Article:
HSR&D Citation Abstract
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Participation in biomedical research studies and cancer screenings: perceptions of risks to minorities compared with whites.
Katz RV, Wang MQ, Green BL, Kressin NR, Claudio C, Russell SL, Sommervil C. Participation in biomedical research studies and cancer screenings: perceptions of risks to minorities compared with whites. Cancer Control : Journal of The Moffitt Cancer Center. 2008 Oct 1; 15(4):344-51.
This analysis was conducted to determine whether there is a difference among blacks, Hispanics, and whites in their perception of risks associated with participating in either a biomedical study or a cancer screening.
The Tuskegee Legacy Project Questionnaire, which focused on research subject participation, was administered in two different surveys (1999-2000 and 2003) in seven cities. The Cancer Screening Questionnaire was administered in 2003 in three cities.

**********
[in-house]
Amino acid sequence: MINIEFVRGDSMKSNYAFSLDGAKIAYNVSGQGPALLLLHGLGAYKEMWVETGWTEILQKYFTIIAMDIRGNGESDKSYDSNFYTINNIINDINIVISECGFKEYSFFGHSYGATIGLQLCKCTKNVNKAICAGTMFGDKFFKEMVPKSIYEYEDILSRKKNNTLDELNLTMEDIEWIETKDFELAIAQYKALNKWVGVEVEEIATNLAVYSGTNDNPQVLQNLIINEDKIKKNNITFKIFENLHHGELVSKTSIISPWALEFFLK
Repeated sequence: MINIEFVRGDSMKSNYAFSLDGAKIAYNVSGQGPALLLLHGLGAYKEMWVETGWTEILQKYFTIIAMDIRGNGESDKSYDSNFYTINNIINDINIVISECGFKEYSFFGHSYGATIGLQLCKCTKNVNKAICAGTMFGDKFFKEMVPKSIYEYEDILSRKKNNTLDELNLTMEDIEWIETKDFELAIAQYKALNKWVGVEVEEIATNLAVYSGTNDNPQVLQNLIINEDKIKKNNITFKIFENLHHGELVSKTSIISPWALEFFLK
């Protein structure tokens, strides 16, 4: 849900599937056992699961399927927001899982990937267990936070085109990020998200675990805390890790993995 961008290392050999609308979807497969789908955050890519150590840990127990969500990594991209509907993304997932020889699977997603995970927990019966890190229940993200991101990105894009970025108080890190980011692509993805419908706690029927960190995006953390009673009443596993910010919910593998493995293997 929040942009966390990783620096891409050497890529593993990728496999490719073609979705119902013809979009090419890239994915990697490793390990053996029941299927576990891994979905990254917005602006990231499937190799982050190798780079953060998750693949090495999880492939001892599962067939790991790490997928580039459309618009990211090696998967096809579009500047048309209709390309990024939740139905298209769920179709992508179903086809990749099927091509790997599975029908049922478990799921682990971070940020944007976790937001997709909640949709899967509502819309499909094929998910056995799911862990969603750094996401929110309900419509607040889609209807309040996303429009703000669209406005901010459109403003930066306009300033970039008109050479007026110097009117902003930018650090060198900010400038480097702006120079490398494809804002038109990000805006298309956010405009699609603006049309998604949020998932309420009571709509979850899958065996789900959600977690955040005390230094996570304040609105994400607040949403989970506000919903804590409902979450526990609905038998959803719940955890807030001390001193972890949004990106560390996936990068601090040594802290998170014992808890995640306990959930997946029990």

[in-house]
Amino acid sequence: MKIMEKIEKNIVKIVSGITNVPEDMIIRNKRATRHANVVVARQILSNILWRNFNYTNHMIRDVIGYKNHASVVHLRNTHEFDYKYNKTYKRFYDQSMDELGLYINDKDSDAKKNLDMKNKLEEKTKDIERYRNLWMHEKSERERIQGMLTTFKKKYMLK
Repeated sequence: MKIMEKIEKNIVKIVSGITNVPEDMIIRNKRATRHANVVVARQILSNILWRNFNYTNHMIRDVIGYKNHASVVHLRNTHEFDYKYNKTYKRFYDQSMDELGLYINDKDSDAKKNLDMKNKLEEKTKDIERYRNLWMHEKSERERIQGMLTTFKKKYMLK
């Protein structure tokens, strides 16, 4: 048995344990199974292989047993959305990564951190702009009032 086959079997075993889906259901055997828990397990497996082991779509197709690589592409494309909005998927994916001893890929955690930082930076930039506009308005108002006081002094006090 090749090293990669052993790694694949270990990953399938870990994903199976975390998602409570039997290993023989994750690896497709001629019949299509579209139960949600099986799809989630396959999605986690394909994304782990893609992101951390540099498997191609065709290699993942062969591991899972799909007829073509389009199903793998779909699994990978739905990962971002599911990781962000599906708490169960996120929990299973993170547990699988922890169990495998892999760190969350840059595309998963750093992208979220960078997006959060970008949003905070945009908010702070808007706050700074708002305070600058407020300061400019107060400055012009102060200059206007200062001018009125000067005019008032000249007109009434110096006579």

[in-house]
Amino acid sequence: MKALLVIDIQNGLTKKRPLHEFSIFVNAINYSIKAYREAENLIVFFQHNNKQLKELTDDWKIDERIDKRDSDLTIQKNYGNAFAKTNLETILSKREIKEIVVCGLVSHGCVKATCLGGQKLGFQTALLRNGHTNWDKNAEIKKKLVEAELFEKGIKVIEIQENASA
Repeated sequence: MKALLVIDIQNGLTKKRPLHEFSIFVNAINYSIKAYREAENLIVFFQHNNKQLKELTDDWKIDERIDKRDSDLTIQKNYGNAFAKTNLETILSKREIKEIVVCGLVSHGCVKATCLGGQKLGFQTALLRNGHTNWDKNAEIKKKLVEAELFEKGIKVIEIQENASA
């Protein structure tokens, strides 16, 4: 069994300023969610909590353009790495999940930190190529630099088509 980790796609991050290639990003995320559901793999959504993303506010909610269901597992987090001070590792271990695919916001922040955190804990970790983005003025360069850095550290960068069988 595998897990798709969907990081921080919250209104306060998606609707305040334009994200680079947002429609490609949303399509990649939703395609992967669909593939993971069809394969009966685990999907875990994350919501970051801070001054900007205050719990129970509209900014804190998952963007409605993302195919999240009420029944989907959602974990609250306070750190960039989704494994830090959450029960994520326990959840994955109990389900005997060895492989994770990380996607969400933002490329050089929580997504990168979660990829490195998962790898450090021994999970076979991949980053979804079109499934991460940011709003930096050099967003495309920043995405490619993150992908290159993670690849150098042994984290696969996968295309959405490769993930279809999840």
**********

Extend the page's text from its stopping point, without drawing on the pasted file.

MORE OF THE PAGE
The study sample across the three surveys consisted of 1,064 blacks, 781 Hispanics, and 1,598 non-Hispanic whites. Response rates ranged from 44% to 70% by city. Logistic regression analyses, adjusted for age, sex, education, income, and city, revealed that blacks and Hispanics each self-reported that minorities, compared with whites, are more likely to be "taken advantage of" in biomedical studies and much less likely to get a "thorough and careful examination" in a cancer screening (odds ratios ranged from 3.6 to 14.2).
Blacks and Hispanics perceive equally high levels of risk for participating in cancer screening examinations and for volunteering to become research subjects in biomedical studies. This perception provides a strong message about the need to overtly address this critical health disparities issue.